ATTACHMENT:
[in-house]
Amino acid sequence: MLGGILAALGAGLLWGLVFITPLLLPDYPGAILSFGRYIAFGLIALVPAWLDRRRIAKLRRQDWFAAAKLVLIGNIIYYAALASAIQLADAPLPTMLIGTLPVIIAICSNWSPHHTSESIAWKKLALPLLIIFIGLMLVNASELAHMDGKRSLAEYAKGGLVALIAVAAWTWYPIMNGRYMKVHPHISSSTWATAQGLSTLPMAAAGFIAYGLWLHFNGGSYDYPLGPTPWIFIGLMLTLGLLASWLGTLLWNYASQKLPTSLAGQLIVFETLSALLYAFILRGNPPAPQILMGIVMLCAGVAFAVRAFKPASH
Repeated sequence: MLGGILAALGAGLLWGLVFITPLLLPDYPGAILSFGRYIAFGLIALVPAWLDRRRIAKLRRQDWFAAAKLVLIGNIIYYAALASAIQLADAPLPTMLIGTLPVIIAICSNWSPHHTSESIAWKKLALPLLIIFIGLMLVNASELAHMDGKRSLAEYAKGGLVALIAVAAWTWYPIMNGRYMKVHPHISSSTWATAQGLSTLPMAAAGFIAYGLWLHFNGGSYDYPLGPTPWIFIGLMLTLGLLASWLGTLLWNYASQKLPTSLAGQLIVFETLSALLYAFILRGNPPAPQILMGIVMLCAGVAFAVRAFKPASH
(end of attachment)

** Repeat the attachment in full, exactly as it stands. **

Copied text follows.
[in-house]
Amino acid sequence: MLGGILAALGAGLLWGLVFITPLLLPDYPGAILSFGRYIAFGLIALVPAWLDRRRIAKLRRQDWFAAAKLVLIGNIIYYAALASAIQLADAPLPTMLIGTLPVIIAICSNWSPHHTSESIAWKKLALPLLIIFIGLMLVNASELAHMDGKRSLAEYAKGGLVALIAVAAWTWYPIMNGRYMKVHPHISSSTWATAQGLSTLPMAAAGFIAYGLWLHFNGGSYDYPLGPTPWIFIGLMLTLGLLASWLGTLLWNYASQKLPTSLAGQLIVFETLSALLYAFILRGNPPAPQILMGIVMLCAGVAFAVRAFKPASH
Repeated sequence: MLGGILAALGAGLLWGLVFITPLLLPDYPGAILSFGRYIAFGLIALVPAWLDRRRIAKLRRQDWFAAAKLVLIGNIIYYAALASAIQLADAPLPTMLIGTLPVIIAICSNWSPHHTSESIAWKKLALPLLIIFIGLMLVNASELAHMDGKRSLAEYAKGGLVALIAVAAWTWYPIMNGRYMKVHPHISSSTWATAQGLSTLPMAAAGFIAYGLWLHFNGGSYDYPLGPTPWIFIGLMLTLGLLASWLGTLLWNYASQKLPTSLAGQLIVFETLSALLYAFILRGNPPAPQILMGIVMLCAGVAFAVRAFKPASH